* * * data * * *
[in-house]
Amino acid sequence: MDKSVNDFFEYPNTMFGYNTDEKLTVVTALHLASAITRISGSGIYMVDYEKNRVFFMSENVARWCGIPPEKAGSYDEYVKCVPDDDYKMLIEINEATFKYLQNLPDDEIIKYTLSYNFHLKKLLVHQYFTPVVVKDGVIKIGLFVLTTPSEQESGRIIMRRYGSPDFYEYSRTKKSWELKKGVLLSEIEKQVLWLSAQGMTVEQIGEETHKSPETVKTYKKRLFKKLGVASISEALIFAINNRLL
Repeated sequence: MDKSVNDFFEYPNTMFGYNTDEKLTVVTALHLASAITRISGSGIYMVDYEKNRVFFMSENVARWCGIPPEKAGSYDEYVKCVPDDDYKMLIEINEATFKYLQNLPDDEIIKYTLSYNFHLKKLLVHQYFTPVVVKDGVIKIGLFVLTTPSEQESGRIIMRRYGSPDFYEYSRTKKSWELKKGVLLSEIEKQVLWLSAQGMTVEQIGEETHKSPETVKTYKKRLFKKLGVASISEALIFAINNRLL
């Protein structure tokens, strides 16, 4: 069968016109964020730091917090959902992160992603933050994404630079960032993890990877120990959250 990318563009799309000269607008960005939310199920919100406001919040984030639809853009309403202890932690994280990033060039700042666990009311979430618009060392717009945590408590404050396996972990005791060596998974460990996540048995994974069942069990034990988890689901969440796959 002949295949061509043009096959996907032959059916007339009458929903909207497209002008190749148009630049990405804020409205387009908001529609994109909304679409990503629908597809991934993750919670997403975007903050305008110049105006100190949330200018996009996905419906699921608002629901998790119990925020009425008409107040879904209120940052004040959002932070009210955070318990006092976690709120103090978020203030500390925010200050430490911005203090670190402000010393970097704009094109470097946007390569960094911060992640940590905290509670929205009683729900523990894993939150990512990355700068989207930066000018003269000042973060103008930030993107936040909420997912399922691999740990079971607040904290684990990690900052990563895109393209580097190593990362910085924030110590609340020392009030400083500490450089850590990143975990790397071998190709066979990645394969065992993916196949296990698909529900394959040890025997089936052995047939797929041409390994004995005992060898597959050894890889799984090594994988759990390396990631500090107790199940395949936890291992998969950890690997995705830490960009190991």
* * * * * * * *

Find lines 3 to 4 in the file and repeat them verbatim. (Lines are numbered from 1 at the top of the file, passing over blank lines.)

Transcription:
Repeated sequence: MDKSVNDFFEYPNTMFGYNTDEKLTVVTALHLASAITRISGSGIYMVDYEKNRVFFMSENVARWCGIPPEKAGSYDEYVKCVPDDDYKMLIEINEATFKYLQNLPDDEIIKYTLSYNFHLKKLLVHQYFTPVVVKDGVIKIGLFVLTTPSEQESGRIIMRRYGSPDFYEYSRTKKSWELKKGVLLSEIEKQVLWLSAQGMTVEQIGEETHKSPETVKTYKKRLFKKLGVASISEALIFAINNRLL
């Protein structure tokens, strides 16, 4: 069968016109964020730091917090959902992160992603933050994404630079960032993890990877120990959250 990318563009799309000269607008960005939310199920919100406001919040984030639809853009309403202890932690994280990033060039700042666990009311979430618009060392717009945590408590404050396996972990005791060596998974460990996540048995994974069942069990034990988890689901969440796959 002949295949061509043009096959996907032959059916007339009458929903909207497209002008190749148009630049990405804020409205387009908001529609994109909304679409990503629908597809991934993750919670997403975007903050305008110049105006100190949330200018996009996905419906699921608002629901998790119990925020009425008409107040879904209120940052004040959002932070009210955070318990006092976690709120103090978020203030500390925010200050430490911005203090670190402000010393970097704009094109470097946007390569960094911060992640940590905290509670929205009683729900523990894993939150990512990355700068989207930066000018003269000042973060103008930030993107936040909420997912399922691999740990079971607040904290684990990690900052990563895109393209580097190593990362910085924030110590609340020392009030400083500490450089850590990143975990790397071998190709066979990645394969065992993916196949296990698909529900394959040890025997089936052995047939797929041409390994004995005992060898597959050894890889799984090594994988759990390396990631500090107790199940395949936890291992998969950890690997995705830490960009190991």